‘But I’ve already done my training ages ago!’ Janet responded in a defensive manner. She felt bombarded by countless tasks that were a needless déjà-vu to her.

 

‘As I said,’ the man continued, ‘new policies are introduced ever so often and your position requires you to go through them. I’ve already signed you up for these training sessions.’

 

He then handed her a sheet with all the different dates and times for her training.

 

‘But I have very important operations for most of these dates!’ Janet gasped.

 

‘I know,’ the man said in his voice which now sounded like the noise from an echo in a hollow piece of wood. ‘That’s why I had the gracious permission to cancel, postpone or transfer some of these operations to other members of staff.’

 

Janet looked at him with aggression. She wanted to hit him. But she felt even more tired now.

 

‘Moving on,’ the inspector continued, ‘I’m also here today on behalf of the government and do you know what they want to see, Dr Shelley?’

 

She was still processing what to say but he didn’t give her time to answer.

 

‘They want to see results!’ his voice was in a slightly higher pitch now. ‘More precisely, they want to be told that there are results. And it’s Administrators like me who make sure this happens no matter what. I checked your portfolio before I came and I can see that in a month, you have an average of 63.7 surgical operations. 79% of these operations are successful, the report says, while 21% end fatally or have not had any effect. The government want to see 95% of successful operations at the very least. You do realise that, right?’

 

The man stopped talking. Janet noticed that during his monologue, he had leaned closer to her desk and looked like a hunched, elegant creature holding its dearest possessions in that briefcase. For some reason, what struck her the most at that moment was that the inspector had remembered the precise statistics of her work efficiency.

 

‘Yes, I do realise that,’ Janet finally managed to concentrate enough in order to mutter any words. ‘But some patients are in such a critical state that the operation is bound to be unsuccessful, regardless of the effort we put in.’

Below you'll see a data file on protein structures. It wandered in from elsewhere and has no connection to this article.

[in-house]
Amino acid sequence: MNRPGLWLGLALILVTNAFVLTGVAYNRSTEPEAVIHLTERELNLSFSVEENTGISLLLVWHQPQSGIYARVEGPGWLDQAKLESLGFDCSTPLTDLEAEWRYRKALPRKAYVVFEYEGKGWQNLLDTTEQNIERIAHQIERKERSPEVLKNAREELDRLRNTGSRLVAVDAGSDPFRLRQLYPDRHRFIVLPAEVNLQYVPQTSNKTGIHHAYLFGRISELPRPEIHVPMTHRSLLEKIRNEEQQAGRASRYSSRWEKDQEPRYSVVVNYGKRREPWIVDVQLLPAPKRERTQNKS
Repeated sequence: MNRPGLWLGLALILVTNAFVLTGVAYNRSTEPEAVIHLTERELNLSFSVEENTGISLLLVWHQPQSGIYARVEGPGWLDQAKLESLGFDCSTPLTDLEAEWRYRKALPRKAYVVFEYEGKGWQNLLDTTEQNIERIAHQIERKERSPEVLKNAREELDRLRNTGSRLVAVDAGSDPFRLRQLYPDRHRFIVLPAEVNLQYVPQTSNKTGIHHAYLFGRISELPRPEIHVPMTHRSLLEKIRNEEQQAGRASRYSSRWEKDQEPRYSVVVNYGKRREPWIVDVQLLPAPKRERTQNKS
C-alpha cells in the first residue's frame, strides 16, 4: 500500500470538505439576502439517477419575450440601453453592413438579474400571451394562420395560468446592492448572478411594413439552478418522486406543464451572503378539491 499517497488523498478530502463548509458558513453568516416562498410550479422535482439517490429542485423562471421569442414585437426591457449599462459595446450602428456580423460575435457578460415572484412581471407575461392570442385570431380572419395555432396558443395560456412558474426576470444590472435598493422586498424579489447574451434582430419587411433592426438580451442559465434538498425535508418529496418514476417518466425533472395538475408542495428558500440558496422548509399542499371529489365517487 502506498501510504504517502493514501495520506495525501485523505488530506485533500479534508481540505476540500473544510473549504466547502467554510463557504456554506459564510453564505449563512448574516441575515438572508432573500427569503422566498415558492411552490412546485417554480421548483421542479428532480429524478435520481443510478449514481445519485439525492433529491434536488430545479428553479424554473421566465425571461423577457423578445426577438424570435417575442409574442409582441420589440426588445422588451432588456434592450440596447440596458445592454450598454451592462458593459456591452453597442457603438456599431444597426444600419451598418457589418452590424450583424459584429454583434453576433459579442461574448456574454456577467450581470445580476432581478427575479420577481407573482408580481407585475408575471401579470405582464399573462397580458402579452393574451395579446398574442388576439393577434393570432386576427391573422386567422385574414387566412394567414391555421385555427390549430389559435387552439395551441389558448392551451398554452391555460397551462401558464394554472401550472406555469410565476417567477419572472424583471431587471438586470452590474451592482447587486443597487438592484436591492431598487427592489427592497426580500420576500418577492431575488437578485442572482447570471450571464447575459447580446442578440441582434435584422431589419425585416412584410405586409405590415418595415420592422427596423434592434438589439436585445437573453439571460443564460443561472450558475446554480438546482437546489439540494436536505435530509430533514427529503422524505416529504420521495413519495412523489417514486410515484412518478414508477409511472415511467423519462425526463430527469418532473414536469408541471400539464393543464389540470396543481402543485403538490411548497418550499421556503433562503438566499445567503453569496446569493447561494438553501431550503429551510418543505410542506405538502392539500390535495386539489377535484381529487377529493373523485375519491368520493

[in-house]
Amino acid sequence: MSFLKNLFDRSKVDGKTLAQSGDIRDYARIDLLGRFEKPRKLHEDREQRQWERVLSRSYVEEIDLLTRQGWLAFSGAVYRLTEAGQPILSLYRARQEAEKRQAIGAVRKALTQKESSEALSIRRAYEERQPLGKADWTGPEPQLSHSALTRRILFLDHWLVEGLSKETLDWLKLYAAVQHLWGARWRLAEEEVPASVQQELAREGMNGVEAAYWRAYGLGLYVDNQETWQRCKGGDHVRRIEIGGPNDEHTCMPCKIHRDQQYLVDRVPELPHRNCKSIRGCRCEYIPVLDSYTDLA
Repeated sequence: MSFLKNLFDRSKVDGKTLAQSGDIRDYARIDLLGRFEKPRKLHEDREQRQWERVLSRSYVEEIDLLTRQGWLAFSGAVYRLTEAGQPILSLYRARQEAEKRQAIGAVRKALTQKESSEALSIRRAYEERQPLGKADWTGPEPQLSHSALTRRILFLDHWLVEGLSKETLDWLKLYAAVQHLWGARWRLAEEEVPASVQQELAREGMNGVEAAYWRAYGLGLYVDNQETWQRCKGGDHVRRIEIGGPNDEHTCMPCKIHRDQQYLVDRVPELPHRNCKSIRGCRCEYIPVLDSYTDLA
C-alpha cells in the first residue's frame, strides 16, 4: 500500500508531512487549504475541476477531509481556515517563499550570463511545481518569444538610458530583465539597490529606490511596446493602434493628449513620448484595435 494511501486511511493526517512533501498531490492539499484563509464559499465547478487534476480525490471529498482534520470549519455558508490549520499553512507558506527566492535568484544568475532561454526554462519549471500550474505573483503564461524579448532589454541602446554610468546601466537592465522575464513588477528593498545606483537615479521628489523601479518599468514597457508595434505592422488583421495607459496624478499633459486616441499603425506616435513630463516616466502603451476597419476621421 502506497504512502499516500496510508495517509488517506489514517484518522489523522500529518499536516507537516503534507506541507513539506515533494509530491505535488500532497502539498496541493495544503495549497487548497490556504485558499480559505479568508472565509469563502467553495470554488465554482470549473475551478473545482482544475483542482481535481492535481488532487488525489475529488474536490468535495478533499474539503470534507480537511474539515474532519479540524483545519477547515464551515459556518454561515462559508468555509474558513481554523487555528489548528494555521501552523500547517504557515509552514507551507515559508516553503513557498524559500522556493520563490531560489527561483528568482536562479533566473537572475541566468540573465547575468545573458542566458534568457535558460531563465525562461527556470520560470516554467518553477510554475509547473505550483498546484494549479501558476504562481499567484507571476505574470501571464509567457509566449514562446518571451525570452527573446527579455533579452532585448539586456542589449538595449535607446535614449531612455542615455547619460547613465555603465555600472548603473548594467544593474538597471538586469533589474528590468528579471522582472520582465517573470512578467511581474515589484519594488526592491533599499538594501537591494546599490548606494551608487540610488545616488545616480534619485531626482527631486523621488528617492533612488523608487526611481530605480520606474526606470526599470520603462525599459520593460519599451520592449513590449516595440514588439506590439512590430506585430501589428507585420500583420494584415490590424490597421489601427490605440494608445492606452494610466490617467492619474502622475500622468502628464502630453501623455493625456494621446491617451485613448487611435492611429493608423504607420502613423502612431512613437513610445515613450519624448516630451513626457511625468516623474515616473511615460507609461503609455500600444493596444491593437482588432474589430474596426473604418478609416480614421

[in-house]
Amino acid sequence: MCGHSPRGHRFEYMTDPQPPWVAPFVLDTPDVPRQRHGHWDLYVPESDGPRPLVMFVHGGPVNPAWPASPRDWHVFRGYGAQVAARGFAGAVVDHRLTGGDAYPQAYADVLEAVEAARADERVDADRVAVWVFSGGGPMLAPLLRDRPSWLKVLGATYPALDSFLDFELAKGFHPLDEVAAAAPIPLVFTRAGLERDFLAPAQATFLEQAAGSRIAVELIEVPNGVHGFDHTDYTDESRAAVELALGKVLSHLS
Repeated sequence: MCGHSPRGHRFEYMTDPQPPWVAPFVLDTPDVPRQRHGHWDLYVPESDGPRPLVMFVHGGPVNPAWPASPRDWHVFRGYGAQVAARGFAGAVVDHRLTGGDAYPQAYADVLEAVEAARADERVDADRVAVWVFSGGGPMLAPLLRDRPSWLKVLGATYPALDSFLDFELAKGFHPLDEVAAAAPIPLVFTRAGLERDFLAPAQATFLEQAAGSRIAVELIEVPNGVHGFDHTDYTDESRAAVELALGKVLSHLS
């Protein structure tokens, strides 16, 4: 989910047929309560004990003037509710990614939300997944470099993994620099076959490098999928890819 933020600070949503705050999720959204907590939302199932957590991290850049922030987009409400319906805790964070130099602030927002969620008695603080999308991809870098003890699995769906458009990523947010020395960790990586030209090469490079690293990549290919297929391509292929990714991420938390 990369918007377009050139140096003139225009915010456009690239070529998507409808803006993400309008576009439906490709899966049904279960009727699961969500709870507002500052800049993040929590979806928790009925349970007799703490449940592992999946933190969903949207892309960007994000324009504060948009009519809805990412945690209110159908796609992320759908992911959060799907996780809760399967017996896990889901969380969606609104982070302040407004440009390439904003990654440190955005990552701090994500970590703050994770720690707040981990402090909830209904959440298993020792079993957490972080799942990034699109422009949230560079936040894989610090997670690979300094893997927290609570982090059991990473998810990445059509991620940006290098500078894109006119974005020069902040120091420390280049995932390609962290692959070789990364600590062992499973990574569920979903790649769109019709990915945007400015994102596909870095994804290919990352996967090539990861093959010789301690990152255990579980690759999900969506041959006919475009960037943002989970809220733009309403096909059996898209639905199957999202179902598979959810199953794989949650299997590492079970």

‘They want to see 95% at least, Dr Shelley!’ the man repeated, not losing sight of her eyes.

 

‘Did you not hear me?!’ Janet replied angrily. ‘We put all our efforts to save every single life in this A&E department, Mr. Smith! We simply can’t do any better than that. Some of us are already at breaking point because of the high workload. Do you really think it’s easy being in that room for 3 straight hours, witnessing the loss of a life you worked so hard for and then living with that failure for the rest of your days? And multiply that by every single operations failure that I’ve had in my career and you’ll see how I’m feeling!’

 

Janet was panting. The man didn’t flinch a muscle while she was talking. He was still carrying that expressionless face. She caught a glimpse of the clock in her office. It was 16:28 and she still had to enter her clinical notes for the day. Before she could tell the man to leave the room, he said:

 

‘I’m afraid that your emotions are something that I am not able to comment on, Dr Shelley. I am part of the System. I am an Administrator. Whether you want to reach those 95% or not is your choice, not mine. You either reach them or you don’t, there’s no middle option. I’m only here to let you know that you must do it. When you stay up to date with training, policies, documents and targets, the System will be happy with you and won’t bother you. But for now, I can only say that you have been checked.’

 

She opened her mouth to protest but didn’t know what to say to him, feeling helpless, confused and alone.

 

‘Goodbye, Dr Shelley!’ he slowly stood up and headed outside, leaving the pile of documents on the desk and the door to the corridor open.

 

Janet could still hear his footsteps disappearing amidst the chaotic noises of the hospital. The hospital that never slept. Yet, the hospital that did not quite meet the standards of the System. One of the many. And the many of the one…